“The Conspirator,” rated PG-13, is a Roadside Attractions release directed by Robert Redford and stars Robin Wright Penn, James McAvoy and Tom Wilkinson. Running time: 123 minutes

PHOTOS: CVU boys lacrosse tops Essex

April 28, 2011

Observer photos by Shane Bufano (

The Champlain Valley Union boys lacrosse squad defeated Essex, 10-8, on April 21.

PHOTOS: Easter egg hunt

April 28, 2011

Observer photos by Karen Pike (

The 13th annual Bill Mikell Easter Egg Hunt and Parade at Williston Central School on April 23 included soggy weather conditions. The Williston-Richmond Rotary hosted the event.

Hinsdale-Bickford adds stage to her many roles

Former CVU student to perform in ‘The King and I’

April 28, 2011

By Phyl Newbeck
Observer correspondent

Mary Hinsdale-Bickford (Photo courtesy of Mary Hinsdale-Bickford)

Mindy Hinsdale-Bickford never felt she was a natural for the theater.

The former Champlain Valley Union High School student grew up dancing and auditioned for theater productions with her eye on the dancing roles. In second grade at Charlotte Central School, she earned the part of Liesl in “The Sound of Music.”

Her next big break came as a junior at CVU, where she was cast as Daisy Mae for the school production of “L’il Abner.” Convinced she got that role because of her blond hair instead of any talent, Hinsdale-Bickford said: “I never considered myself a theater person even though I enjoyed doing it.”

Nearly 30 years later, the actress who once thought she wasn’t a natural will play Anna in the Middlebury Community Players’ performance of “The King and I” beginning Thursday.

“The King and I” is one of Hinsdale-Bickford’s favorite musicals but even if that weren’t the case, she’d probably still be thrilled. That’s because the performance will be a family affair. Her husband, Bill Bickford, will play the part of the King and her daughter, Molly Bull, will also be in the show.

Hinsdale-Bickford met her husband in the theater, while playing Cinderella in Sondheim’s “Into the Woods,” but this is the first time they have played opposite each other in a musical. The couple has had leading roles in theater productions, but things have never quite worked out for musicals.

“Sometimes he’ll get the lead and I’ll be in the chorus, or vice versa,” she said. “It’s a dream come true to do this with my family.”

Aside from the family dynamics, Hinsdale-Bickford admits she has always wanted to play the part of Anna. She has read a number of books about the character, including Anna’s autobiography. The musical is based on the true story of an English governess/tutor in Siam (now Thailand) in the mid 1800s.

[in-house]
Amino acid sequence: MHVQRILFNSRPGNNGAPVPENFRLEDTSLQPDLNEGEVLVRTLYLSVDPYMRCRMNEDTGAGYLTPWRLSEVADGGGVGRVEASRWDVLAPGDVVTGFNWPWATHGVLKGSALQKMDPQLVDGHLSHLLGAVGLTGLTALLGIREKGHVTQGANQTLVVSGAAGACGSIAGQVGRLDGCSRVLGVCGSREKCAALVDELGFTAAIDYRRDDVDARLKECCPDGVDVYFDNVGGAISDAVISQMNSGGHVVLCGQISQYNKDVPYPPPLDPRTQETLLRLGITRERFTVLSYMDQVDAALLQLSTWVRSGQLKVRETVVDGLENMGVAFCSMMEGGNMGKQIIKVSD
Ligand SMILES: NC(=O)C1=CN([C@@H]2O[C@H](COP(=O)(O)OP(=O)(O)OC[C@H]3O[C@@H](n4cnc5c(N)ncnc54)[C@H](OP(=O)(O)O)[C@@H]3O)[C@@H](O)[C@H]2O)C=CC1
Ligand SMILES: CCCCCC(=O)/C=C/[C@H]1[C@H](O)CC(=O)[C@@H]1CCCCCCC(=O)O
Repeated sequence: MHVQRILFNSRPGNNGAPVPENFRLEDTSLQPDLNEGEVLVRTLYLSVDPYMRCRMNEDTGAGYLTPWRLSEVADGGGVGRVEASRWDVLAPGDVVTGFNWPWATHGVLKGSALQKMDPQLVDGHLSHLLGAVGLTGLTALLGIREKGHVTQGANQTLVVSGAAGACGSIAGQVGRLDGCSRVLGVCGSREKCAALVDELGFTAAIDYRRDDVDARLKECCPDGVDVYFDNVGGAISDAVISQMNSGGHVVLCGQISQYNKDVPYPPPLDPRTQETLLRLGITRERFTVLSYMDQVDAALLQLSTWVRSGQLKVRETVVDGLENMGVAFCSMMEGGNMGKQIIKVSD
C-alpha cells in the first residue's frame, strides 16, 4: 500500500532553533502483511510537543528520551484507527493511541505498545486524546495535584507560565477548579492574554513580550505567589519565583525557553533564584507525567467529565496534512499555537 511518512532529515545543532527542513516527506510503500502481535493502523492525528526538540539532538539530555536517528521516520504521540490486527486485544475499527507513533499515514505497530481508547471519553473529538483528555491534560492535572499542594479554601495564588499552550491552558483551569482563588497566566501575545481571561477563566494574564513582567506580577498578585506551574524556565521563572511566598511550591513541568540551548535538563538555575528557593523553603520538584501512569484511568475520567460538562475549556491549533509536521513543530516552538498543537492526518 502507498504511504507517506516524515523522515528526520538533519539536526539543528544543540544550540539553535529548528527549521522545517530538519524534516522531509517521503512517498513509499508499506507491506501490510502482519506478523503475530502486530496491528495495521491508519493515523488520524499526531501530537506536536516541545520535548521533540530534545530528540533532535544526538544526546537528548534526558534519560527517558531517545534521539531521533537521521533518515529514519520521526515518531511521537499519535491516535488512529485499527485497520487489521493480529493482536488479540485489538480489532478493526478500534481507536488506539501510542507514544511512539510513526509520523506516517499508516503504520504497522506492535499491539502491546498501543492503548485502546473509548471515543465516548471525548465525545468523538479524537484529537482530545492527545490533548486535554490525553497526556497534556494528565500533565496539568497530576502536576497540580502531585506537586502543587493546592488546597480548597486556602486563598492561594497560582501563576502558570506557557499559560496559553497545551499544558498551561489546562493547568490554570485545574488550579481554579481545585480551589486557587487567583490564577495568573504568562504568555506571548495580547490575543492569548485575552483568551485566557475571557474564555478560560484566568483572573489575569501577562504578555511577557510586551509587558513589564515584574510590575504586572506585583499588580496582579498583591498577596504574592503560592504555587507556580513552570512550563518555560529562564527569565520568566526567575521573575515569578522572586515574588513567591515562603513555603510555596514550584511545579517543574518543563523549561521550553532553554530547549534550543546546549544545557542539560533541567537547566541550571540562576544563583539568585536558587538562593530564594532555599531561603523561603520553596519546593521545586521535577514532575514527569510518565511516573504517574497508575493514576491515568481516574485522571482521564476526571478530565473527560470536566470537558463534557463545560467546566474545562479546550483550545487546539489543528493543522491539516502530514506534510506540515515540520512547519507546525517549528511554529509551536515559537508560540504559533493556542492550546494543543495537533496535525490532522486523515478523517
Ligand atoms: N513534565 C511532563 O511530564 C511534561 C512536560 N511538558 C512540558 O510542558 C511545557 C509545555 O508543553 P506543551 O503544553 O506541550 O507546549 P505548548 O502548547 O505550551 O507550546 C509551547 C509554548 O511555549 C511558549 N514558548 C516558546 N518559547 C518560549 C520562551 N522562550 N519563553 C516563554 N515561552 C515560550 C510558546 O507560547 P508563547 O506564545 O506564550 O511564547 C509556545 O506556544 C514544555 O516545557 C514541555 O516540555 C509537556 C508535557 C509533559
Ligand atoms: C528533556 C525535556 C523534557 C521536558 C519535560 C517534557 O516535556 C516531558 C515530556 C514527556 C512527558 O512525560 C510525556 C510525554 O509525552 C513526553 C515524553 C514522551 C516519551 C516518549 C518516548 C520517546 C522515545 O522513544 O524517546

“She was a strong woman and a brave person,” Hinsdale-Bickford said. “It’s such an exciting story to think that a woman would do what she did and make such a difference in that country.” In addition, Hinsdale-Bickford likes the fact that “The King and I” has a wide range of musical numbers, from light, fun tunes to those that are deeply emotional.
“It’s challenging,” she said. “A lot of musicals don’t have as much depth.”

Hinsdale-Bickford, who also had a role on the line in Lyric Theatre’s recent revival of “A Chorus Line,” would audition for more shows if time permitted but her day job interferes. She runs the Steeple Ridge Farm in Charlotte and finds that the summer horse show season limits the number of plays and musicals in which she can participate. In fact, the timing of “The King and I” is less than ideal because it cuts into her time at the farm.
“I wouldn’t have done it if it wasn’t the show I’ve always wanted to do,” she said. “I savor every moment on stage but because I’m so busy with my business, I have to pick and choose what I do.”

Hinsdale-Bickford loves her work with horses, but noted that she got back into theater as a way to discover a life outside the barn. She credits Bill Reed and his voice studio in South Burlington with helping her find her voice.

“(Reed) really taught me how you can explore yourself through musical theater,” she said. “I just love to take a song or a scene or a character and explore them and find how I can personally relate to them and share that,” she said. “It’s almost like therapy.”

“The King and I” will play at the Town Hall Theater in Middlebury from April 28 to May 8 with 8 p.m. showings on April 28, 29, 30 and May 5, 6, 7; and 2 p.m. matinees on April 30, May 1 and 8. Tickets are $20 for adults and $15 for children 12 and under. Tickets are available through the Town Hall Theater Box Office at 802-382-9222 or online at

Education Notes

April 28, 2011

Scholarship opportunity

The Williston-Richmond Rotary Club will award two $1,000 scholarships to eligible high school seniors residing in Williston, Richmond, or St. George. The awards are available to students who will attend college or a post-secondary vocational program in the 2011-2012 academic year. Applications are available in the Champlain Valley Union High School guidance office and can be sent to: Williston Richmond Rotary Club, P. O. Box 114, Williston, VT 05495. Applications must by received by April 30.